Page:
What is Dysport?
Dysport is a prescription medication very similar to Botox that had been used extensively in Europe under the name, Reloxin. Reloxin was brought to the USA by Medicis after it gained FDA approval in 2009 for the treatment of frown lines and crow’s feet wrinkles.
Dysport is a substance known as AbobotulinumtoxinA and is a form of medical grade Botulinum toxin, which has been used by millions of people. Dysport is used by numerous different medical specialists to treat a variety of issues.
How does Dysport work?
Similar to Botox, Dysport works by preventing the release of acetylcholine neurotransmitter vesicles thereby cutting off the communication between the nerve and the target muscle.
This process takes up to 2 weeks after injection to fully complete, although patients may see results after 2-3 days. However, Dysport’s onset of action is in fact faster than Botox and for patients in a hurry to see results quickly, Dr. Green recommends using Dysport. The nerve regenerates new endings in about 3 to 4 months and the entire cycle starts again. This is why Dysport injections need to be repeated on average every 3 to 4 months for optimal results. Dysport leaves no significant residual effects beyond 4 months for most people.
How long does Dysport last?
Similar to Botox, Dysport injections must be repeated 3-4 times per year for best results. Ideally, the next injection should be done by Dr. Green or her staff before the results of your last Dysport injection completely wear off. The goal is to keep the targeted muscles weak all the time. This is why we encourage our patients to schedule their visits in advance so there is no time period where their frown muscles are regaining bulk or strength. The goal is to have these muscles get weaker and weaker and therefore create fewer wrinkles.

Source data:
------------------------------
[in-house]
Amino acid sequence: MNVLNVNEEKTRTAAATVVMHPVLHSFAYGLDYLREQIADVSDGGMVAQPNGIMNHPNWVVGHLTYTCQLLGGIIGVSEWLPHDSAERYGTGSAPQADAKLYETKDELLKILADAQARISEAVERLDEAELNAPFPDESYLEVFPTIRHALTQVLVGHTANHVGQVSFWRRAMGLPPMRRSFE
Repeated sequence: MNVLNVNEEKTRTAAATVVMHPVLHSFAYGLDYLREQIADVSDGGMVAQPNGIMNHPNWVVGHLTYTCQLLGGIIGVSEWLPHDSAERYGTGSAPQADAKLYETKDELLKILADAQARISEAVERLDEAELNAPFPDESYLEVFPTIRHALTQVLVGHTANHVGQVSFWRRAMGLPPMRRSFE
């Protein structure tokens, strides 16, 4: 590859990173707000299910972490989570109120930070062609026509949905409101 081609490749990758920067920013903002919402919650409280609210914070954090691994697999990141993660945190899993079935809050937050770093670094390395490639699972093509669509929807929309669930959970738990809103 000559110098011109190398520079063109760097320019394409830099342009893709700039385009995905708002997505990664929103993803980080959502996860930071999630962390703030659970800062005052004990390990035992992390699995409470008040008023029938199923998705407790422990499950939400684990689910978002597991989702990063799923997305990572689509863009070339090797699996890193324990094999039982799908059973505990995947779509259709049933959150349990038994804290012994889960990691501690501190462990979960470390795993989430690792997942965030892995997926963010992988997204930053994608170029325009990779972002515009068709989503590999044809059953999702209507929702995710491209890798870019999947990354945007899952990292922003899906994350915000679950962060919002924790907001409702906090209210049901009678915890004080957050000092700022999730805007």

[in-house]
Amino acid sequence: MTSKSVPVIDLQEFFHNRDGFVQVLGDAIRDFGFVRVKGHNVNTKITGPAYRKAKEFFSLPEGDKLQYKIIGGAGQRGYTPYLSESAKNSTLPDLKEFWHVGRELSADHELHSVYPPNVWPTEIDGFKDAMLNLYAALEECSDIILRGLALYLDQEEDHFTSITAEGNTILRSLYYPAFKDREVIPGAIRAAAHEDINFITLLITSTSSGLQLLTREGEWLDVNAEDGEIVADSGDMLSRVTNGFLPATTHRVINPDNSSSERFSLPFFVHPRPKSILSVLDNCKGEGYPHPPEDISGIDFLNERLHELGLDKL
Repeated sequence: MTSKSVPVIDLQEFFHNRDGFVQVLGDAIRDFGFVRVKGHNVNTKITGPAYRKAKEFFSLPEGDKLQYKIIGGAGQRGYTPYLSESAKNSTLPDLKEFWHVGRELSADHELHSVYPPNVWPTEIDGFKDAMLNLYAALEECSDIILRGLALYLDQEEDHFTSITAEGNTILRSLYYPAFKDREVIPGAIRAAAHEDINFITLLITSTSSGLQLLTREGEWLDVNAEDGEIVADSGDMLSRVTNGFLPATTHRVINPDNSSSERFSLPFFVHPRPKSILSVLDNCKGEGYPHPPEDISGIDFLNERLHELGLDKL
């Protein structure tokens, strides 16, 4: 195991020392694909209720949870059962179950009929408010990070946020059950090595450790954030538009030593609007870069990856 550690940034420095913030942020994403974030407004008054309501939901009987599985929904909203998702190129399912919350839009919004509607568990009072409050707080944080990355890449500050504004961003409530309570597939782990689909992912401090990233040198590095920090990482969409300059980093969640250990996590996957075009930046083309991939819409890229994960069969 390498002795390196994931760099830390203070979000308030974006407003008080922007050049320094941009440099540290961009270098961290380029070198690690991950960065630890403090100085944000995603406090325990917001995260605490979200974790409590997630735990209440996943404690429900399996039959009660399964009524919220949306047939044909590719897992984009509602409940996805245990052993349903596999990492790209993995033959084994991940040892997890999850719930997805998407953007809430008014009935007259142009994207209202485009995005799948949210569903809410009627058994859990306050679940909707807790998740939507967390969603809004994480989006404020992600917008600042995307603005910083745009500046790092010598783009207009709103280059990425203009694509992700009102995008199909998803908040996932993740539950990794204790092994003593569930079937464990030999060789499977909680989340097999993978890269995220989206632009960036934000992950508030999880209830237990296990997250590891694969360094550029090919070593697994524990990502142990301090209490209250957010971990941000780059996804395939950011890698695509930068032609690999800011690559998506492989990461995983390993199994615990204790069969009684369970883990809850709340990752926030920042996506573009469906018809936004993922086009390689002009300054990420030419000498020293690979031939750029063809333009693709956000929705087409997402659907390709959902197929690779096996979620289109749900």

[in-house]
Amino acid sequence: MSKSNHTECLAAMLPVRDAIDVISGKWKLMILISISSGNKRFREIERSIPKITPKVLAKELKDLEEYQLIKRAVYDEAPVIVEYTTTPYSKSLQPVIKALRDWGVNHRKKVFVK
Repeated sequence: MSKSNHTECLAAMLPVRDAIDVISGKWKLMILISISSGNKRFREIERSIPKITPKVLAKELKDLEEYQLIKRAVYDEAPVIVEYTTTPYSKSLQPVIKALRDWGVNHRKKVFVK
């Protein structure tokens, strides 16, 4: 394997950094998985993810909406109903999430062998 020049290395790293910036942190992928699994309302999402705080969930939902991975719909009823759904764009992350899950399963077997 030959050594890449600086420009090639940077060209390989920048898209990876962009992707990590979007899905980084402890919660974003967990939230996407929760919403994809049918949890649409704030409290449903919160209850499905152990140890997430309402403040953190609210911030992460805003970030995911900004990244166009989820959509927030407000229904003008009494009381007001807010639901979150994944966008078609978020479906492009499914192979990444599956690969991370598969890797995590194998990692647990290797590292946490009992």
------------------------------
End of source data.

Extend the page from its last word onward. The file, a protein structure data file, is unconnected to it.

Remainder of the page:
Doing Dysport injections once a year is better than not doing Dysport at all. Twice a year is better than once a year injections. But ideally for the best results Dysport should be re-injected 3 to 4 times per year.
What are the limitations of Dysport?
Dysport simply relaxes voluntary muscle movement in certain areas of the face. Therefore Dysport helps reduce or eliminate “dynamic wrinkles” or wrinkles that get worse with expression and movement.
The wrinkles that are already present at rest known as “static wrinkles” will not go away with just Dysport. Other additional procedures may be needed to improve those types of wrinkles.
How is Dysport injected?
Dysport comes in 300 unit sterile vials in powder form. Each clinic has to add saline to the vial to reconstitute or dilute the powder. Anywhere from 1cc, 1.5cc, 2.5cc to 3cc or more of saline (salt water) can be added per 300 units.
Dr. Green prefers using 1.5cc in order to keep the Dysport very concentrated but have enough volume to be able to inject the entire muscle length.
It is important to know how many units of Dysport or Botox are being injected because the volume depends on the dilution and unless you know your doctor’s dilution ratio, knowing how much volume was injected is not useful. Dr. Green and her staff always tell their patients exactly how many units or the dose of their injection.
What are Dysport risks?
The usual risks are minor bruises from the needle itself, although allergic reaction and infection is also theoretically possible. Most of the risks are temporary and wear off as Dysport wears off.
What are Dysport alternatives?
Botox and Xeomin are other substances very similar to Dysport. Practically all of the information on this page applies to Botox and Xeomin as well other than the dates for FDA approval. Although Botox was the original FDA approved neurotoxin for reducing wrinkles and lines, Dysport has gained significant popularity in recent years. Dysport and Botox are the two most popular cosmetic wrinkle reduction substances in the United States.